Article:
Cone of silence scandal

Matthew Hoy
By Matthew Hoy on August 18, 2008

I've mentioned before that Sen. Barack Obama's performance at Saturday evening's Civil Forum on the Presidency at Saddleback Church was noticably inferior to that of John McCain. Where Obama paused, uhhh'd and stumbled his way through much of the evening, McCain appeared in his element and much better composed.

Obama's people have taken these disparate performances and come to the only logical conclusion that is possible: McCain cheated and heard the questions ahead of time.

The New York Times outlined the points of contention with this story today:

Despite Assurances, McCain Wasn’t in a ‘Cone of Silence’

Published: August 17, 2008

ORLANDO, Fla. — Senator John McCain was not in a “cone of silence” on Saturday night while his rival, Senator Barack Obama, was being interviewed at the Saddleback Church in California.

Members of the McCain campaign staff, who flew here Sunday from California, said Mr. McCain was in his motorcade on the way to the church as Mr. Obama was being interviewed by the Rev. Rick Warren, the author of the best-selling book “The Purpose Driven Life.”

The matter is of interest because Mr. McCain, who followed Mr. Obama’s hourlong appearance in the forum, was asked virtually the same questions as Mr. Obama. Mr. McCain’s performance was well received, raising speculation among some viewers, especially supporters of Mr. Obama, that he was not as isolated during the Obama interview as Mr. Warren implied.

Warren defended his spellcasting skills. A level 30 cleric, Warren said he cast the "Silence, 15' Radius" spell directly upon Sen. John McCain immediately before appearing on stage. Although McCain was in a motorcade and not yet on site, Warren pointed out that the spell has a range of 400 ft. + 40 ft./level, giving Warren a more than 1/4 mile range.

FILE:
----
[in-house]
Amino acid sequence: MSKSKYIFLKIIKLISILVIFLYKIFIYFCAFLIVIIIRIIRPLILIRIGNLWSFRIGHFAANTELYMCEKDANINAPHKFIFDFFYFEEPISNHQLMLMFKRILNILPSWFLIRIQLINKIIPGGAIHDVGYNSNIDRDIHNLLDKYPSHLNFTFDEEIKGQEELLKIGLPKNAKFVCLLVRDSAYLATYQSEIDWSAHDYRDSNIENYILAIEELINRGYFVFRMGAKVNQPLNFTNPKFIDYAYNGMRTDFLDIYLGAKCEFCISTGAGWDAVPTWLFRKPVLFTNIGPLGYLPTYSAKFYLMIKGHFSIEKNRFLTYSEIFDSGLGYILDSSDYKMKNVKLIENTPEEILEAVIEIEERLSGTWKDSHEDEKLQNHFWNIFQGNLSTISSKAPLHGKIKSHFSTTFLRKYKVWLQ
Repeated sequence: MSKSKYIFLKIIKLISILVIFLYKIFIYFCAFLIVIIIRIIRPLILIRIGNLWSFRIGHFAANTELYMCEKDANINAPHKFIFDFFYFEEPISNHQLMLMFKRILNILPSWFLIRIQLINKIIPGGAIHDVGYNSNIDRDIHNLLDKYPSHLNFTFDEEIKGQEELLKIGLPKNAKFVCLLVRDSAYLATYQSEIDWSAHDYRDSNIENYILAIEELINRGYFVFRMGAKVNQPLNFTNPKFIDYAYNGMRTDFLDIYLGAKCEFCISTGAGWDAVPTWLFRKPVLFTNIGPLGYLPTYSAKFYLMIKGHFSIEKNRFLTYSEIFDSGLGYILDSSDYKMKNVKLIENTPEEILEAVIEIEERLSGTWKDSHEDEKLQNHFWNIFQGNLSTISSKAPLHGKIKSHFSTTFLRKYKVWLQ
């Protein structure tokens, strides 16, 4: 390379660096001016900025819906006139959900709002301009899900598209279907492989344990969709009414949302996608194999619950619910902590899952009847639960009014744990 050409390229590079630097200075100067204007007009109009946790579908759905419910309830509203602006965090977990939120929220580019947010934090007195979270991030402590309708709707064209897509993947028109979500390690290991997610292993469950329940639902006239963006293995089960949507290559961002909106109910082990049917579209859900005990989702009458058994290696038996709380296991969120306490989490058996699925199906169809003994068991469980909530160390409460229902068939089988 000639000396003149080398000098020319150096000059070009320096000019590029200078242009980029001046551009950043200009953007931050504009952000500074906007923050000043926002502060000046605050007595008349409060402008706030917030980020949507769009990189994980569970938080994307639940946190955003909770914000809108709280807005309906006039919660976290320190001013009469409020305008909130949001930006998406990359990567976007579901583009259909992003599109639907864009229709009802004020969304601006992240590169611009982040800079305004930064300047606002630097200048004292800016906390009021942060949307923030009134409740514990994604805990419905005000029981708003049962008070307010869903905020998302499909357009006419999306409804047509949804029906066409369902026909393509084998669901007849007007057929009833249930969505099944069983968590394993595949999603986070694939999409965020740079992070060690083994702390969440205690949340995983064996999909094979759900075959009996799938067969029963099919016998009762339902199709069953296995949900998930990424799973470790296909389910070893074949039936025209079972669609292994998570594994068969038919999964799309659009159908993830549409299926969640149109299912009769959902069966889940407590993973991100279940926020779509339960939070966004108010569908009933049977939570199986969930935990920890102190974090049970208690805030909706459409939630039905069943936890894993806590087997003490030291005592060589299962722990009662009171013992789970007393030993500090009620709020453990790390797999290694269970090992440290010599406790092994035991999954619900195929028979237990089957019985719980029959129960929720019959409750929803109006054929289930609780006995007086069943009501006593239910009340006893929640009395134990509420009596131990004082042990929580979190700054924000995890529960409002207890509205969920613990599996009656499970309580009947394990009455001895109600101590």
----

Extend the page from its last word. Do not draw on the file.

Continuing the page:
Warren also pointed out, that he called it a "cone" of silence so that the less-religious members of the media would better understand what he had done.

"All clerics know that it is actually a sphere," Warren said.

Obama's supporters pointed out that McCain, who suffered for 5+ years in a North Vietnamese prison camp, has a very high willpower score and could've made a saving throw.

"You can't go through what he went through and not have a willpower of at least 18," said an Obama campaign official who requested anonymity because he is not authorized to speak with the press. "It's very uncommon for humans, but McCain could even have developed an even higher willpower than that."

Obama campaign officials also suggested that McCain or one of his advisors may have cast a "Clairaudience" spell enabling them to hear the questions.

"One of our supporters witnessed a McCain staffer carrying several horns into the green room," the campaign official said. "When Obama entered the room a short time later, the horns were gone."

A horn is necessary to cast the clairaudience spell.

McCain officials dismissed the claims, noting that while McCain has reasonably high intelligence and wisdom scores, he is a fighter (pilot) by profession and is untrained in the arcane arts.

"If McCain wants to find out what's on someone's mind, he uses an ax," said McCain spokesman Michael Goldfarb.

Scientists contacted by the Times dispute the ability of Warren to cast any "magic" spell.

"Cone, sphere, call it whatever you want, it's not scientifically possible," said Richard Dawkins, a chaotic/evil (character) assassin. "Yes, we have noise-cancelling headphones, but you can't focus those physics into a shape like a sphere or cone."


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August 2008



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